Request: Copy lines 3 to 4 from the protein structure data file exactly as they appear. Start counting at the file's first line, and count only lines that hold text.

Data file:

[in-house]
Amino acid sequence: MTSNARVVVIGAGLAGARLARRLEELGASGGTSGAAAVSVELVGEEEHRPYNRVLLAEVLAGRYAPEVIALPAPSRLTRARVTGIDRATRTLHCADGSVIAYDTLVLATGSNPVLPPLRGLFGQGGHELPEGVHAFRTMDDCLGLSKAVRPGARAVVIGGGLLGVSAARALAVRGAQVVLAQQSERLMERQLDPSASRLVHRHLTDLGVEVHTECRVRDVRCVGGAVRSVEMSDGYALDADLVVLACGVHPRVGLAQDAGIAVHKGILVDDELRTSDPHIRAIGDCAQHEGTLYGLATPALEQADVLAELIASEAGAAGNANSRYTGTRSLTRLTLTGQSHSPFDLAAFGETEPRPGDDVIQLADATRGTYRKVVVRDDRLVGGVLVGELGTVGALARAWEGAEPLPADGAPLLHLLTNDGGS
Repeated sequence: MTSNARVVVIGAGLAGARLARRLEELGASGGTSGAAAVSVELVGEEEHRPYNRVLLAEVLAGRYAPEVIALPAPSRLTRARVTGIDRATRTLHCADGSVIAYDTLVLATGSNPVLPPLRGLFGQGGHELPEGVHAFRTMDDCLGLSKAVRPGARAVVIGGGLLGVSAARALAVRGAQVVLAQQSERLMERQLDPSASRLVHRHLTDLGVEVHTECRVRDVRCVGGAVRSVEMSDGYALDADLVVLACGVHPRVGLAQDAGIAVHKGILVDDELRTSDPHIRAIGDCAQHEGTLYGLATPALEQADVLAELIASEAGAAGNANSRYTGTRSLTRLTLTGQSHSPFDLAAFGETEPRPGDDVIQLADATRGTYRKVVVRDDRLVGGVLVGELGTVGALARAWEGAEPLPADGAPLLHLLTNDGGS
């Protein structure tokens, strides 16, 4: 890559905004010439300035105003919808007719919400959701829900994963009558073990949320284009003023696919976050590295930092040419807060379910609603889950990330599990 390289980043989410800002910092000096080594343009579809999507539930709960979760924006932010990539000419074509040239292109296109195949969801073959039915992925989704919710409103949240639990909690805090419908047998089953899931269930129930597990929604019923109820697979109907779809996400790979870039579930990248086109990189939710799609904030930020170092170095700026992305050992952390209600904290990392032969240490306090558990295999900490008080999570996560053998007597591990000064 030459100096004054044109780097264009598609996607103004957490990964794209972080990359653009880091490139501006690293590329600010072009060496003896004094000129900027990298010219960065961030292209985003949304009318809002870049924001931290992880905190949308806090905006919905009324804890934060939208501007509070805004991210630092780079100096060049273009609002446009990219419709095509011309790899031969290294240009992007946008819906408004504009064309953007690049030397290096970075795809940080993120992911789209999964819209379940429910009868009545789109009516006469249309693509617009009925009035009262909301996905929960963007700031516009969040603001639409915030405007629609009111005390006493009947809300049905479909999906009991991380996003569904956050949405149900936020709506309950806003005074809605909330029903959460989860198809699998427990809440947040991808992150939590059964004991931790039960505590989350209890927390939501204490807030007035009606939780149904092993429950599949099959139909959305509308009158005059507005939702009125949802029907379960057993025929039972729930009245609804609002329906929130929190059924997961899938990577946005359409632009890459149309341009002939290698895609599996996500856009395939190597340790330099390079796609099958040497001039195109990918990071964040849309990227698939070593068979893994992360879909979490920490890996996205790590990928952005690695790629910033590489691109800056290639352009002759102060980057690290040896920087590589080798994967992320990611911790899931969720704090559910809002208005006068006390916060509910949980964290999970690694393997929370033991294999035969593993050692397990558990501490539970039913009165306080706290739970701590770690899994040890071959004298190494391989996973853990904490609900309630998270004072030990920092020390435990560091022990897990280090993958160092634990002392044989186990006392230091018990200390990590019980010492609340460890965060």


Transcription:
Repeated sequence: MTSNARVVVIGAGLAGARLARRLEELGASGGTSGAAAVSVELVGEEEHRPYNRVLLAEVLAGRYAPEVIALPAPSRLTRARVTGIDRATRTLHCADGSVIAYDTLVLATGSNPVLPPLRGLFGQGGHELPEGVHAFRTMDDCLGLSKAVRPGARAVVIGGGLLGVSAARALAVRGAQVVLAQQSERLMERQLDPSASRLVHRHLTDLGVEVHTECRVRDVRCVGGAVRSVEMSDGYALDADLVVLACGVHPRVGLAQDAGIAVHKGILVDDELRTSDPHIRAIGDCAQHEGTLYGLATPALEQADVLAELIASEAGAAGNANSRYTGTRSLTRLTLTGQSHSPFDLAAFGETEPRPGDDVIQLADATRGTYRKVVVRDDRLVGGVLVGELGTVGALARAWEGAEPLPADGAPLLHLLTNDGGS
């Protein structure tokens, strides 16, 4: 890559905004010439300035105003919808007719919400959701829900994963009558073990949320284009003023696919976050590295930092040419807060379910609603889950990330599990 390289980043989410800002910092000096080594343009579809999507539930709960979760924006932010990539000419074509040239292109296109195949969801073959039915992925989704919710409103949240639990909690805090419908047998089953899931269930129930597990929604019923109820697979109907779809996400790979870039579930990248086109990189939710799609904030930020170092170095700026992305050992952390209600904290990392032969240490306090558990295999900490008080999570996560053998007597591990000064 030459100096004054044109780097264009598609996607103004957490990964794209972080990359653009880091490139501006690293590329600010072009060496003896004094000129900027990298010219960065961030292209985003949304009318809002870049924001931290992880905190949308806090905006919905009324804890934060939208501007509070805004991210630092780079100096060049273009609002446009990219419709095509011309790899031969290294240009992007946008819906408004504009064309953007690049030397290096970075795809940080993120992911789209999964819209379940429910009868009545789109009516006469249309693509617009009925009035009262909301996905929960963007700031516009969040603001639409915030405007629609009111005390006493009947809300049905479909999906009991991380996003569904956050949405149900936020709506309950806003005074809605909330029903959460989860198809699998427990809440947040991808992150939590059964004991931790039960505590989350209890927390939501204490807030007035009606939780149904092993429950599949099959139909959305509308009158005059507005939702009125949802029907379960057993025929039972729930009245609804609002329906929130929190059924997961899938990577946005359409632009890459149309341009002939290698895609599996996500856009395939190597340790330099390079796609099958040497001039195109990918990071964040849309990227698939070593068979893994992360879909979490920490890996996205790590990928952005690695790629910033590489691109800056290639352009002759102060980057690290040896920087590589080798994967992320990611911790899931969720704090559910809002208005006068006390916060509910949980964290999970690694393997929370033991294999035969593993050692397990558990501490539970039913009165306080706290739970701590770690899994040890071959004298190494391989996973853990904490609900309630998270004072030990920092020390435990560091022990897990280090993958160092634990002392044989186990006392230091018990200390990590019980010492609340460890965060």